Ten Hills Farm: The Forgotten History of Slavery in the North

The untold story of how colonial New England was built on the Atlantic slave trade


Mar 14, 2011
5.5 x 8.5 in.
24 halftones. 5 maps.
Buy This

Ten Hills Farm tells the powerful saga of five generations of slave owners in colonial New England. Settled in 1630 by John Winthrop, governor of the Massachusetts Bay Colony, Ten Hills Farm, a six-hundred-acre estate just north of Boston, passed from the Winthrops to the Ushers, to the Royalls—all prominent dynasties tied to the Native American and Atlantic slave trades. In this mesmerizing narrative, C. S. Manegold exposes how the fortunes of these families—and the fate of Ten Hills Farm—were bound to America’s most tragic and tainted legacy.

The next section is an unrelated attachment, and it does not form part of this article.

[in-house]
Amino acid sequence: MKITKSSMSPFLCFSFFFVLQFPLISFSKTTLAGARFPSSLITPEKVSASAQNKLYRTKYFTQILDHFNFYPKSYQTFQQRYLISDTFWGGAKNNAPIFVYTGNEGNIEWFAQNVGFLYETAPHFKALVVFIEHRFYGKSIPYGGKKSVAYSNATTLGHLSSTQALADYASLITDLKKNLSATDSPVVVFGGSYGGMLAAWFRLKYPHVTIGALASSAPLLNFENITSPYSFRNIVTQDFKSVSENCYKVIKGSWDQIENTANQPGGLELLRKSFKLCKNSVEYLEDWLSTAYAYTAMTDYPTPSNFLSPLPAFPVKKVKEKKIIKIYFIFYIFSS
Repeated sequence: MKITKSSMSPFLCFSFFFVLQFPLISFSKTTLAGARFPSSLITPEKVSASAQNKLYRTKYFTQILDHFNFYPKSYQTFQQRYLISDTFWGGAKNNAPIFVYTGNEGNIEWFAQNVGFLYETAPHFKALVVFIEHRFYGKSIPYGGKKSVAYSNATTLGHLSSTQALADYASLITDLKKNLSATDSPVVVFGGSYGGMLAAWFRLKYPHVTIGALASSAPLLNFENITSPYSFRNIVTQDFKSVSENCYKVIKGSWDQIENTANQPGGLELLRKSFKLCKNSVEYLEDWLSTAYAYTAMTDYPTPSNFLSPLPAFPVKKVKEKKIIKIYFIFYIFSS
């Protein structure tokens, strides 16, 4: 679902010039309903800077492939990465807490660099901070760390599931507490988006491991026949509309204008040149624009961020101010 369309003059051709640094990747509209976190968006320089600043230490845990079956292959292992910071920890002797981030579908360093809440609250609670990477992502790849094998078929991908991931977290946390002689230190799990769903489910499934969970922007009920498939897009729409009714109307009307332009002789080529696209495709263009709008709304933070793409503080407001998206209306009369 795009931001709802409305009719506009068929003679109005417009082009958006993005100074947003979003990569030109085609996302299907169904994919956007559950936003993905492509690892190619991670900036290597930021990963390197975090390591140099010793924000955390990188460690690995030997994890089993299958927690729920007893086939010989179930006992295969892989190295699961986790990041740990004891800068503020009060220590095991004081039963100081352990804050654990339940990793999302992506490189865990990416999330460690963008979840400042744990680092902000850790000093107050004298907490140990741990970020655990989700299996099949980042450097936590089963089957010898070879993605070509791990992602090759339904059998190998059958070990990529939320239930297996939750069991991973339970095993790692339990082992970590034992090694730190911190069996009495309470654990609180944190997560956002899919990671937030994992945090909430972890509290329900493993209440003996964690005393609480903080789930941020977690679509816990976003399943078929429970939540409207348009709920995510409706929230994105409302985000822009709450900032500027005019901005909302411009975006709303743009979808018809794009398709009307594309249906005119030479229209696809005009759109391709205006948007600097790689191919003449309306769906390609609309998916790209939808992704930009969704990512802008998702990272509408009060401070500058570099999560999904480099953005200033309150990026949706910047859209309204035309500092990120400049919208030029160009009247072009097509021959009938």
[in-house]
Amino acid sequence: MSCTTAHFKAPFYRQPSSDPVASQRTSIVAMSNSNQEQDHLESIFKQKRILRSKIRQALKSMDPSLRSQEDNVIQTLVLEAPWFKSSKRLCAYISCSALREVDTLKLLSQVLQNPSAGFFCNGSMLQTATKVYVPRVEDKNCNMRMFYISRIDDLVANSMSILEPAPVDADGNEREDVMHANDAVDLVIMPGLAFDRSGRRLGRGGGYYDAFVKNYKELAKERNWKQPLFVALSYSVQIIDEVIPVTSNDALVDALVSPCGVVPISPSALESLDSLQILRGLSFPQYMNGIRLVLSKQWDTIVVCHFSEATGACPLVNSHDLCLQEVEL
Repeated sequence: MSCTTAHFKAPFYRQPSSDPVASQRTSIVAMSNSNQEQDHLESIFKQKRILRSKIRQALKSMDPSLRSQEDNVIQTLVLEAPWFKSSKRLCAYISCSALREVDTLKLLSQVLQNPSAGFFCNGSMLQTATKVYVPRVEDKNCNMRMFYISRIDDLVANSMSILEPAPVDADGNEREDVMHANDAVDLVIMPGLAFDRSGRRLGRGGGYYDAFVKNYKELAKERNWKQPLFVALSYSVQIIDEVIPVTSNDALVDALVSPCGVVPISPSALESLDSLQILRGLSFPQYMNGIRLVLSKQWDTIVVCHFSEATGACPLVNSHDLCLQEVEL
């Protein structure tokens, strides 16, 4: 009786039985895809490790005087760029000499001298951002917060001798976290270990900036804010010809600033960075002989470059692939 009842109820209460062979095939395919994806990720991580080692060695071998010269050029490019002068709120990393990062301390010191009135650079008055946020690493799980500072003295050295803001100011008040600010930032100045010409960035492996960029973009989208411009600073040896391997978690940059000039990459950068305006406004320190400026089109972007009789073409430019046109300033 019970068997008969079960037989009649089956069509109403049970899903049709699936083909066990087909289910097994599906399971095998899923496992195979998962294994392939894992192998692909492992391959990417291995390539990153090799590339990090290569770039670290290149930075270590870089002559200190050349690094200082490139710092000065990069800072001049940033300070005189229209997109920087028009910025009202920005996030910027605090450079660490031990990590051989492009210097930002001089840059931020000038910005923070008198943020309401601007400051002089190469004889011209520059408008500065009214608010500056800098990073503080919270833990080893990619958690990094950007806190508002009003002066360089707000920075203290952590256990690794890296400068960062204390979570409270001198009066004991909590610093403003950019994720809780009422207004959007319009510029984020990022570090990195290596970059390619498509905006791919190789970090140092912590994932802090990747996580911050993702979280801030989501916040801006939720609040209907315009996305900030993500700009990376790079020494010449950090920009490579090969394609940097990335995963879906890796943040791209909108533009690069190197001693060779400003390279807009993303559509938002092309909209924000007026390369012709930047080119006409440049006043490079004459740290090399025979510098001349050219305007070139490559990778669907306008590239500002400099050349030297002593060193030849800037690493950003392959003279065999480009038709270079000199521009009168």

Manegold follows the compelling tale from the early seventeenth to the early twenty-first century, from New England, through the South, to the sprawling slave plantations of the Caribbean. John Winthrop, famous for envisioning his “city on the hill” and lauded as a paragon of justice, owned slaves on that ground and passed the first law in North America condoning slavery. Each successive owner of Ten Hills Farm—from John Usher, who was born into money, to Isaac Royall, who began as a humble carpenter’s son and made his fortune in Antigua—would depend upon slavery’s profits until the 1780s, when Massachusetts abolished the practice. In time, the land became a city, its questionable past discreetly buried, until now.

Challenging received ideas about America and the Atlantic world, Ten Hills Farm digs deep to bring the story of slavery in the North full circle—from concealment to recovery.